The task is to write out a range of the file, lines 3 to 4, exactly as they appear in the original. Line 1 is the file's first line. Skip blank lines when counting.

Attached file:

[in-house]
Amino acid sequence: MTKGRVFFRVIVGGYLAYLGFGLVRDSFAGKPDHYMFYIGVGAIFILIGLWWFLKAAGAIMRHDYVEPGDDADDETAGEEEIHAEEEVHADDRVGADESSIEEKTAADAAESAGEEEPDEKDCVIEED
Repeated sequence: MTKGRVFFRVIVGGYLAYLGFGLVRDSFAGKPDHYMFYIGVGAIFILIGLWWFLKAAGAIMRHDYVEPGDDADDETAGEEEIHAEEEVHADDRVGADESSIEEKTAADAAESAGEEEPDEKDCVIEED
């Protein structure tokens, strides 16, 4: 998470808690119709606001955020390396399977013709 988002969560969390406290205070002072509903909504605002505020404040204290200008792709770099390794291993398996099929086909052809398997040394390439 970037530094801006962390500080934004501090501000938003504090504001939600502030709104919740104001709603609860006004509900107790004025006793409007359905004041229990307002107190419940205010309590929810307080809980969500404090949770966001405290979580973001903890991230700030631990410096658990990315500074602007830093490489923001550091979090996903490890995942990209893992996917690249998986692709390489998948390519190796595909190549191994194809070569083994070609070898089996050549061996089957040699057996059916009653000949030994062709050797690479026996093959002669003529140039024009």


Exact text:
Repeated sequence: MTKGRVFFRVIVGGYLAYLGFGLVRDSFAGKPDHYMFYIGVGAIFILIGLWWFLKAAGAIMRHDYVEPGDDADDETAGEEEIHAEEEVHADDRVGADESSIEEKTAADAAESAGEEEPDEKDCVIEED
């Protein structure tokens, strides 16, 4: 998470808690119709606001955020390396399977013709 988002969560969390406290205070002072509903909504605002505020404040204290200008792709770099390794291993398996099929086909052809398997040394390439 970037530094801006962390500080934004501090501000938003504090504001939600502030709104919740104001709603609860006004509900107790004025006793409007359905004041229990307002107190419940205010309590929810307080809980969500404090949770966001405290979580973001903890991230700030631990410096658990990315500074602007830093490489923001550091979090996903490890995942990209893992996917690249998986692709390489998948390519190796595909190549191994194809070569083994070609070898089996050549061996089957040699057996059916009653000949030994062709050797690479026996093959002669003529140039024009």